Contrast TBP with 2017’s Lovely, or They She He Me, and similar books focusing on radical body diversity and acceptance, where fictionalized characters are celebrated in pride parade of solidarity and representation. Some stories, such as M is for Mustache, even reflect acceptance into the story as a literal, unapologetic pride parade. Affirming that folks erased from traditional media are unconditionally worthy of dignity and self-determination – and deserve to feel seen and connected as a part of the community – not as a spectacle for the mainstream’s entertainment.
Is this book actively malicious, or just willfully ignorant?
TBP swerves away from responsible representation into objectifying us is – falling into the trap of presenting characters in this story in what feels eerily like a beauty pageant parade or a series of dating profiles – as if waiting for the readers’ approval.
Unlike the older books, which all reached some level of connection and humanity, TBP stumbled and explodes in a fiery bingo-chart of denigrating, tokenizing model minorities, reductive stereotypes, and assumptions on how women’s identities still hinge on their romantic relationships (SERIOUSLY EW GROSS YUCK NO).
TBP was printed in 2018 (and a second edition in 2019 because we love half-assed garbage, I guess), plenty of time after the kidlit industry had been packed with good examples of how to celebrate diversity and boost #OwnVoices identities. Even if we pretend the makers were locked in a silo for the past 20 years and had no access to libraries, the internet, or communities like ours (I do this work for free and still white abled ladies come up with excuses!) a few minutes of pause would have given someone in the supply chain a moment of pause – right? At the very least – even if this is how Wimmer does inclusion in Europe (why oh why, as a European does she keep drawing pan-Indigenous person from Turtle Island!?), someone on this side of the pond should have been like ‘Wait hold up this isn’t gonna fly with disabled BIPOC in America.’
Baring some extreme ignorance and/or that silo situation I mentioned above, it’s hard to see this book as anything but an attempt to further stereotype and disempower people with targeted identities as the other. It feels like a Fox News sidebar article.*
But honestly – I don’t think this was malicious. I think this is just the same old stuff we keep finding in kidlit, over, and over, and over again – makers who want ally cookies, who want to capitalize off the wave of progress, but who don’t want to pass the mic. It’s just that same goofy white-centering that harms targeted people while patting our heads and telling us to be patient and complacent. A message far more dangerous than transparently malicious books we can see right through.
*If you don’t want to benefit Fox with more views and clicks – 80% of articles highlighting women are about their bodies or romantic relationships. The other 30% are just photos of AOC talking, maligning her as unstable ’cause she demands updates in legislation – which btw, is her job.)
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So what messages does this book send our kids?
[Video description: How The Truly Brave Princesses capitalizes on flattening targeted identities into stereotypes and feel-good inspiration porn, our deeper look at the elements, images, and text. Closed captioning available.]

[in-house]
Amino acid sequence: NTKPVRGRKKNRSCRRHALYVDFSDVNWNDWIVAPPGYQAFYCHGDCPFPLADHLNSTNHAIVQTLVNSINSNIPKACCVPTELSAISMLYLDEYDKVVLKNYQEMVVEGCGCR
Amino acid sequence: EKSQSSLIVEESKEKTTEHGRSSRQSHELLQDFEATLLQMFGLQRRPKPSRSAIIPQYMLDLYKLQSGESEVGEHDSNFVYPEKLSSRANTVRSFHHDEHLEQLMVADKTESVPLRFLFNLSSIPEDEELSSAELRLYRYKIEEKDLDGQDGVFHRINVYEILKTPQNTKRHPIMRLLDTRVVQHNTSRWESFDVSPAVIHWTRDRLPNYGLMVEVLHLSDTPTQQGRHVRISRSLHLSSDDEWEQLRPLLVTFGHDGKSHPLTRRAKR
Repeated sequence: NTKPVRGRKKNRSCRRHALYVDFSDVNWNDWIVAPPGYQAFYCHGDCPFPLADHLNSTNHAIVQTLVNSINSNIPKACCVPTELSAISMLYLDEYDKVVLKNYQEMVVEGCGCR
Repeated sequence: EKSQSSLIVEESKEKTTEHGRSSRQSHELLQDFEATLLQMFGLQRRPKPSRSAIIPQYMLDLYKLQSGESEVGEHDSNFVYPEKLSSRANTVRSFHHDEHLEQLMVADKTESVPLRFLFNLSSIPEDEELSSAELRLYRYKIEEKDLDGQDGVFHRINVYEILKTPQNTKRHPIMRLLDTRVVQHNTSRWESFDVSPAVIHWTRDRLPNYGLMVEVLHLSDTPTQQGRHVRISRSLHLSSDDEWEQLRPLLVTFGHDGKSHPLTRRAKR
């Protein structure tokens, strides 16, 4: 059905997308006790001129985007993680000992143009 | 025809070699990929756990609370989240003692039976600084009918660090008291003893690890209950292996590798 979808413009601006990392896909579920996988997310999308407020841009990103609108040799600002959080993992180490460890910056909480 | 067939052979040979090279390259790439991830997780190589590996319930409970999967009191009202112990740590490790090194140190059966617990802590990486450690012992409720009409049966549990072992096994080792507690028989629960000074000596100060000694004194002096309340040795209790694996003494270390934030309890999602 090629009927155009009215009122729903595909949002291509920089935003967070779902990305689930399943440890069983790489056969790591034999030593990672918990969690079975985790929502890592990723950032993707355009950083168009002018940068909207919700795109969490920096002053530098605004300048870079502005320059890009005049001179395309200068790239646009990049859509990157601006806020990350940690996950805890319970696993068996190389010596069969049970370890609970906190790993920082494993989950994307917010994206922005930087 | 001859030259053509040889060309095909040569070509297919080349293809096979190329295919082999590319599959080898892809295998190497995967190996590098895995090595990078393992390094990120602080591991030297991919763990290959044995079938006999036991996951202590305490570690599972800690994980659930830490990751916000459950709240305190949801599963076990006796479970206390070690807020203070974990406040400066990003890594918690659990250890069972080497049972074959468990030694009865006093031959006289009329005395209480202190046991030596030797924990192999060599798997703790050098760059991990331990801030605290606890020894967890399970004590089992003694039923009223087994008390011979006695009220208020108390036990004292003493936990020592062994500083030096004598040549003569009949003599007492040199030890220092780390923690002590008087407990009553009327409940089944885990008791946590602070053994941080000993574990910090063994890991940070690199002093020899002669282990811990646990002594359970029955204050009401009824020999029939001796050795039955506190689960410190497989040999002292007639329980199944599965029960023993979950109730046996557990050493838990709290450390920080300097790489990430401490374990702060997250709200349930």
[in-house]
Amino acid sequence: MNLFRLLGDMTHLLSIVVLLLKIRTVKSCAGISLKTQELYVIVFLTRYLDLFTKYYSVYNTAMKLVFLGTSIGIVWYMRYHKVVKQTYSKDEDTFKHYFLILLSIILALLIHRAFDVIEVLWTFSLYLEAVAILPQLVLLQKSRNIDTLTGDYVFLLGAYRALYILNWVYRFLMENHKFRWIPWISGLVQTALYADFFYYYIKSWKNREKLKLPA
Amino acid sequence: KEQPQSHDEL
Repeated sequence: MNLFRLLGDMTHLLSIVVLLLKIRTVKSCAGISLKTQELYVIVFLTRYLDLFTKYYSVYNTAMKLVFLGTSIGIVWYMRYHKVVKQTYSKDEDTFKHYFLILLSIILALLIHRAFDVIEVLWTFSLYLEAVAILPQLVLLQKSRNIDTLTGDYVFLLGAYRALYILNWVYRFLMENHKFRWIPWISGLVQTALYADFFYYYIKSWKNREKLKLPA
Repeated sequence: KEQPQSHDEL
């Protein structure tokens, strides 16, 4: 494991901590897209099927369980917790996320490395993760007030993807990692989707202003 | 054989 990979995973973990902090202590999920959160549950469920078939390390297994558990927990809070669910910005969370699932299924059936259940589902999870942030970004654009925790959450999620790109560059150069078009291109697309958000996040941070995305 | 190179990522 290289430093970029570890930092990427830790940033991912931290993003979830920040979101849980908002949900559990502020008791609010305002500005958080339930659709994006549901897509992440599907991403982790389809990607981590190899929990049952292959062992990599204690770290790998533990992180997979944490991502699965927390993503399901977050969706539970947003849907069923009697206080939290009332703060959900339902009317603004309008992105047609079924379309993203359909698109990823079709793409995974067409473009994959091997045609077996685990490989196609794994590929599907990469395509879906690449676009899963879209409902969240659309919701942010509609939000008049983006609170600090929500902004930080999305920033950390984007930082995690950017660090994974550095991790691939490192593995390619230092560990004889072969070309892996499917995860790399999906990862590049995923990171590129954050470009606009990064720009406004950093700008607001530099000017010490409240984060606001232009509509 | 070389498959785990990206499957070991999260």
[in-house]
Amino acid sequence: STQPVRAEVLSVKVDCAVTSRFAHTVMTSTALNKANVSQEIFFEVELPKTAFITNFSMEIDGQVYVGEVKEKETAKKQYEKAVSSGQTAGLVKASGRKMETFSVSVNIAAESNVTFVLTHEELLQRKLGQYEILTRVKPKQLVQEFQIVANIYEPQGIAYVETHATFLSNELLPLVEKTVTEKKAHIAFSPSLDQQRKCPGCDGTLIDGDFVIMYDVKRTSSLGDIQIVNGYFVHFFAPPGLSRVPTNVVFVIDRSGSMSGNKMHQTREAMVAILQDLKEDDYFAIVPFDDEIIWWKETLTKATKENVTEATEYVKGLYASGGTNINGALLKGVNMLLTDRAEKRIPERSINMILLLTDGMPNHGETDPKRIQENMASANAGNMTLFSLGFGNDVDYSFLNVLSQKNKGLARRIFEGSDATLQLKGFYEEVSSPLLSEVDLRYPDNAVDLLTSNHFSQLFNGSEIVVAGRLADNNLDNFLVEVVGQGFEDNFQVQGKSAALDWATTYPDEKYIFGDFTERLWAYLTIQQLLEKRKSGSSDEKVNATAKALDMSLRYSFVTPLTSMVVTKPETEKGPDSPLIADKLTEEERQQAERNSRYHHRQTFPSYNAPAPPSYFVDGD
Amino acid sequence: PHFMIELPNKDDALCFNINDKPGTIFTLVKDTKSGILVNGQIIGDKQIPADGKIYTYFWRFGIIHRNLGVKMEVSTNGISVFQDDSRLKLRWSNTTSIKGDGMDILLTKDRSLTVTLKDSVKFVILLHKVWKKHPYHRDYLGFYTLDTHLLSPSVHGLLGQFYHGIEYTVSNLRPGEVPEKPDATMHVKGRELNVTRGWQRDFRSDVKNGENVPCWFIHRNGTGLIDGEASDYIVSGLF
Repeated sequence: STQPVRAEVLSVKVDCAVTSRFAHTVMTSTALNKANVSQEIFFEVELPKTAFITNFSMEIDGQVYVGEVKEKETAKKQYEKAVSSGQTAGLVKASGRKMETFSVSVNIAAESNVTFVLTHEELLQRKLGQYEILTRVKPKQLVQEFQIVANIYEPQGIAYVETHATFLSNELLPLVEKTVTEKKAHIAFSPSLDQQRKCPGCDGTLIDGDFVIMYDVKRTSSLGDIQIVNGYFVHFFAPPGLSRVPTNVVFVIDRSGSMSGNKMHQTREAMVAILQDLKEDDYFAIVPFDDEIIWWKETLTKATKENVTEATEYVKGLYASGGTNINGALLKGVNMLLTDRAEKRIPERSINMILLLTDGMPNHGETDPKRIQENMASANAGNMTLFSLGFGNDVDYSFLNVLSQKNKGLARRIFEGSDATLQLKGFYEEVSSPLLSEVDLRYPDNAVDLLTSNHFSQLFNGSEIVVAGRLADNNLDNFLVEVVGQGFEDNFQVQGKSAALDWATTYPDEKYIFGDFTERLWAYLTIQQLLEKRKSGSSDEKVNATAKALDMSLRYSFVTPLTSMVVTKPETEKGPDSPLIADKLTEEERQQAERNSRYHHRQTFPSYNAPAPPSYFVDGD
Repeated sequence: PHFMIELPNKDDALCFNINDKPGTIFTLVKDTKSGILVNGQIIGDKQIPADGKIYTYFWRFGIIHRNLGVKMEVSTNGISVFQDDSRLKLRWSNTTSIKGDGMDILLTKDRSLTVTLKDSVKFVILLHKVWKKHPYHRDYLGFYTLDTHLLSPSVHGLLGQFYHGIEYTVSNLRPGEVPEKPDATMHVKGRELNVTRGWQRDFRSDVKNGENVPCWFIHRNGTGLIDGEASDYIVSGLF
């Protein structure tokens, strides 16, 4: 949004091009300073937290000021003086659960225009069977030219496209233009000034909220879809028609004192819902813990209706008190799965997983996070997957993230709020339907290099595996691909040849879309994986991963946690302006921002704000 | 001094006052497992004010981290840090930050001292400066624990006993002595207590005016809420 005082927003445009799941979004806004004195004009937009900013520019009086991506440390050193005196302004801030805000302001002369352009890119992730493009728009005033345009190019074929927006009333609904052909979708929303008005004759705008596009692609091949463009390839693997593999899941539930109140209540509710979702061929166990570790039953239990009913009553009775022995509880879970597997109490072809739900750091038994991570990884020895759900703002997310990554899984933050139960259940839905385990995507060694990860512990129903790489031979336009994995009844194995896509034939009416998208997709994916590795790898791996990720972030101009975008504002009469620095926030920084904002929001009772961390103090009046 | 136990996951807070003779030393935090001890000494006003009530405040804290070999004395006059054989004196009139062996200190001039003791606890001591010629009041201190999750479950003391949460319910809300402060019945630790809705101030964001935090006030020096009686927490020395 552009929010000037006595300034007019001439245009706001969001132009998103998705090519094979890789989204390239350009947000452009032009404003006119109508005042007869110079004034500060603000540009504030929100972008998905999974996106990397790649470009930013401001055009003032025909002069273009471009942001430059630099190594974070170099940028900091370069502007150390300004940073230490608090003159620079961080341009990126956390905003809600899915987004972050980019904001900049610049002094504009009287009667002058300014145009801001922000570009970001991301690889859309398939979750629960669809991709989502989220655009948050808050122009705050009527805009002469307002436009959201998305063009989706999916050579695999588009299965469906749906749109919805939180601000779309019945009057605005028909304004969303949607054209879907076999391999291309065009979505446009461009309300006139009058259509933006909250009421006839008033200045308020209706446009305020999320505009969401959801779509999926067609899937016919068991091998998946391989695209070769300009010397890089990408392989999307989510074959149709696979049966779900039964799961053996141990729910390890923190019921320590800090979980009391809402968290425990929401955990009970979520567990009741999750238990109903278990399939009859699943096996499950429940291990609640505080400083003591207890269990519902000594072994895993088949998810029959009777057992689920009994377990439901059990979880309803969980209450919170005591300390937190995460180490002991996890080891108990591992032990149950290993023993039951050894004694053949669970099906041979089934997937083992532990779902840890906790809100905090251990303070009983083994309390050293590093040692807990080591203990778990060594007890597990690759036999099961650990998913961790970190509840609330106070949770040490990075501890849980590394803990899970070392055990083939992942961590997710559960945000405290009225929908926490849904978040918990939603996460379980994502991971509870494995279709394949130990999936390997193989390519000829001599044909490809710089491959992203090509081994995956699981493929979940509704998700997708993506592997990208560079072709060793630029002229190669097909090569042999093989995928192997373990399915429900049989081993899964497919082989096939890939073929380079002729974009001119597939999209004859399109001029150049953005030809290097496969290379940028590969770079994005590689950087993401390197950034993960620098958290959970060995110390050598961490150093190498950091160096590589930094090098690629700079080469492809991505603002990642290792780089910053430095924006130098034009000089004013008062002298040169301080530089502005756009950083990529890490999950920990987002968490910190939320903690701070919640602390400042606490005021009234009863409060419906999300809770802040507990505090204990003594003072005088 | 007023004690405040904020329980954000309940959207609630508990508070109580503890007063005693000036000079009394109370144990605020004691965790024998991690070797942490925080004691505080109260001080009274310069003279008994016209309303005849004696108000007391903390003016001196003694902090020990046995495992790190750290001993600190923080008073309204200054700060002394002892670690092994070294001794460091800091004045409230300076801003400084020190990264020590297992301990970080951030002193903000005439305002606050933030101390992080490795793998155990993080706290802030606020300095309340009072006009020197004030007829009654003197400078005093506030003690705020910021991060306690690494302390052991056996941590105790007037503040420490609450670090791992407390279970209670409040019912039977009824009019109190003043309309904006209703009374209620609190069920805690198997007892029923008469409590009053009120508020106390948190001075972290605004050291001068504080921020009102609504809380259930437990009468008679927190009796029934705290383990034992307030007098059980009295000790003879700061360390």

[Video image still: Me, a disabled Chinese person, looking all like ‘wow so brave!’ sarcastically at a dead-eyed, inert, emotionless caricature of how the makers think a disabled Chinese woman looks.]
Is this #OwnVoices?
Author: Dolores Brown (she/her)
Illustrator: Sonja Wimmer (she/her)
I perceive both of these authors as white, cis, and probably abled. Given the span of identities they tried to cram in there (and they really tried to cover the gamut on conservative relationship statuses), I’m sure they must overlap with at least a few. However – they portray the most targeted and maligned identities in the book as condescending handi-capable Go Fund Me profiles, focusing not on what makes them interesting, what challenges they’ve overcome, or how they are badass, and more of a handful of attributes that (sarcasm) make them seem like normal people! (/sarcasm)
Not quite an MDA-telethon style bewareness campaign, but kind of like one of those parties where your Nice White friend shows you off as the token ‘diverse’ friend to show how cool and worldly they are. There are not end-notes disclosing who they hired as a sensitivity reader, nor whether they ran this by (or compensated) any #OwnVoices rights & representation advocates.
Who’s taking bets that A. They ran it by that one unpaid token ‘different’ friend who was pressured to and uncomfortable obligatory approval, or B. They didn’t even bother running this by anyone they tried to stereotype?
So in terms of representation I’m gonna go with…no. No this is not an #OwnVoices book.
Transparency & Cahoots!
I first found this book at our local library (which we support with donations), and later requested a copy to research for this post. If you absolutely must buy a copy to teach kids about critical reading and don’t have access to a library, learn how to support your local indie bookstore on Bookshop – but ugh, don’t support this drivel, buy one of those other books above instead.
How we calculate the overall awesomeness score of books.